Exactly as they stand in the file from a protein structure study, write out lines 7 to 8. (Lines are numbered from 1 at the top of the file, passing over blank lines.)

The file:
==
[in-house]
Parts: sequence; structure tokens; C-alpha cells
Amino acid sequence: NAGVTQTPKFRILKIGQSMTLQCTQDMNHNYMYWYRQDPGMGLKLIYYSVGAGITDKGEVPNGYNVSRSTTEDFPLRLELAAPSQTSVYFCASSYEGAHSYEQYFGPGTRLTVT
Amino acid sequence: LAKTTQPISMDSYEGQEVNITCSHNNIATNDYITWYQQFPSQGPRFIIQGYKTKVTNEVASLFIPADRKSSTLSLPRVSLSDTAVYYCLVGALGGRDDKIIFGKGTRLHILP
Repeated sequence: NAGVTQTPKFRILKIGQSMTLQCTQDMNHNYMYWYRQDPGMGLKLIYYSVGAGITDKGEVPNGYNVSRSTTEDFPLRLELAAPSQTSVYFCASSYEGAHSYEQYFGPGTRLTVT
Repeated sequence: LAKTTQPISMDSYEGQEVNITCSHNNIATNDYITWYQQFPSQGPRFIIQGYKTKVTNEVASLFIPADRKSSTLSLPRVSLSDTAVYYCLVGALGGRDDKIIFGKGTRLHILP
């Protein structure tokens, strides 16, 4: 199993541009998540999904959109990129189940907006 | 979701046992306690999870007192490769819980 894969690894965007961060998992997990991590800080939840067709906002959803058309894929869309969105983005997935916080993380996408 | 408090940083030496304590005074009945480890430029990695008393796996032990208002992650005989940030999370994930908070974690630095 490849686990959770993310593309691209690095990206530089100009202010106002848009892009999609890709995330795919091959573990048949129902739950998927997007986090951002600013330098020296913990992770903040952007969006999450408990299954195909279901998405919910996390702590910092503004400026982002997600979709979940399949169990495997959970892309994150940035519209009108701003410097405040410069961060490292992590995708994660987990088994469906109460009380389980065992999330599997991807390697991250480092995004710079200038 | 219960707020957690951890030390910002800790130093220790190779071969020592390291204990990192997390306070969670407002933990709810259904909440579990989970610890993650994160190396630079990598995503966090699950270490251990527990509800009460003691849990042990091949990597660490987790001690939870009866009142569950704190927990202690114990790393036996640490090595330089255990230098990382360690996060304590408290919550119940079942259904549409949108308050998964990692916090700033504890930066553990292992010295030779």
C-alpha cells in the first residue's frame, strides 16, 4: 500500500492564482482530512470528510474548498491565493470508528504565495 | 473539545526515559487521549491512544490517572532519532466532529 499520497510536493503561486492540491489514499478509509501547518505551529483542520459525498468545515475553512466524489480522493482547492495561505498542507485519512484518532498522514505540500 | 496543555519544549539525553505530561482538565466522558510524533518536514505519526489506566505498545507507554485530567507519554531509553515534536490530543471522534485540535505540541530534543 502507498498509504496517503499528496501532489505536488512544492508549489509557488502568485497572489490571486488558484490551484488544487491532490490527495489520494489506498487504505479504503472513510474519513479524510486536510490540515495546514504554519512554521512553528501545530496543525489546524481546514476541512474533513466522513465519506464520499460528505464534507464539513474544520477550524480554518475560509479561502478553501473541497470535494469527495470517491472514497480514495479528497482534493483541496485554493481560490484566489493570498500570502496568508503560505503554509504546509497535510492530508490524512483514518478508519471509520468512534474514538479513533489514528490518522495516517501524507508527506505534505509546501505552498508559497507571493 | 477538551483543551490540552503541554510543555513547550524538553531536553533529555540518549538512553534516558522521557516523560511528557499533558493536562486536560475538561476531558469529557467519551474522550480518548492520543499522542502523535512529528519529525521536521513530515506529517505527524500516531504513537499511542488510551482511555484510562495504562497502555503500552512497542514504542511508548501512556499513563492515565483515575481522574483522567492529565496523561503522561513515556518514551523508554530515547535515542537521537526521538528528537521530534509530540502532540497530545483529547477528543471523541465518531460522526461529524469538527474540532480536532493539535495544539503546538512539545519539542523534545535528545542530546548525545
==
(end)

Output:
């Protein structure tokens, strides 16, 4: 199993541009998540999904959109990129189940907006 | 979701046992306690999870007192490769819980 894969690894965007961060998992997990991590800080939840067709906002959803058309894929869309969105983005997935916080993380996408 | 408090940083030496304590005074009945480890430029990695008393796996032990208002992650005989940030999370994930908070974690630095 490849686990959770993310593309691209690095990206530089100009202010106002848009892009999609890709995330795919091959573990048949129902739950998927997007986090951002600013330098020296913990992770903040952007969006999450408990299954195909279901998405919910996390702590910092503004400026982002997600979709979940399949169990495997959970892309994150940035519209009108701003410097405040410069961060490292992590995708994660987990088994469906109460009380389980065992999330599997991807390697991250480092995004710079200038 | 219960707020957690951890030390910002800790130093220790190779071969020592390291204990990192997390306070969670407002933990709810259904909440579990989970610890993650994160190396630079990598995503966090699950270490251990527990509800009460003691849990042990091949990597660490987790001690939870009866009142569950704190927990202690114990790393036996640490090595330089255990230098990382360690996060304590408290919550119940079942259904549409949108308050998964990692916090700033504890930066553990292992010295030779």
C-alpha cells in the first residue's frame, strides 16, 4: 500500500492564482482530512470528510474548498491565493470508528504565495 | 473539545526515559487521549491512544490517572532519532466532529 499520497510536493503561486492540491489514499478509509501547518505551529483542520459525498468545515475553512466524489480522493482547492495561505498542507485519512484518532498522514505540500 | 496543555519544549539525553505530561482538565466522558510524533518536514505519526489506566505498545507507554485530567507519554531509553515534536490530543471522534485540535505540541530534543 502507498498509504496517503499528496501532489505536488512544492508549489509557488502568485497572489490571486488558484490551484488544487491532490490527495489520494489506498487504505479504503472513510474519513479524510486536510490540515495546514504554519512554521512553528501545530496543525489546524481546514476541512474533513466522513465519506464520499460528505464534507464539513474544520477550524480554518475560509479561502478553501473541497470535494469527495470517491472514497480514495479528497482534493483541496485554493481560490484566489493570498500570502496568508503560505503554509504546509497535510492530508490524512483514518478508519471509520468512534474514538479513533489514528490518522495516517501524507508527506505534505509546501505552498508559497507571493 | 477538551483543551490540552503541554510543555513547550524538553531536553533529555540518549538512553534516558522521557516523560511528557499533558493536562486536560475538561476531558469529557467519551474522550480518548492520543499522542502523535512529528519529525521536521513530515506529517505527524500516531504513537499511542488510551482511555484510562495504562497502555503500552512497542514504542511508548501512556499513563492515565483515575481522574483522567492529565496523561503522561513515556518514551523508554530515547535515542537521537526521538528528537521530534509530540502532540497530545483529547477528543471523541465518531460522526461529524469538527474540532480536532493539535495544539503546538512539545519539542523534545535528545542530546548525545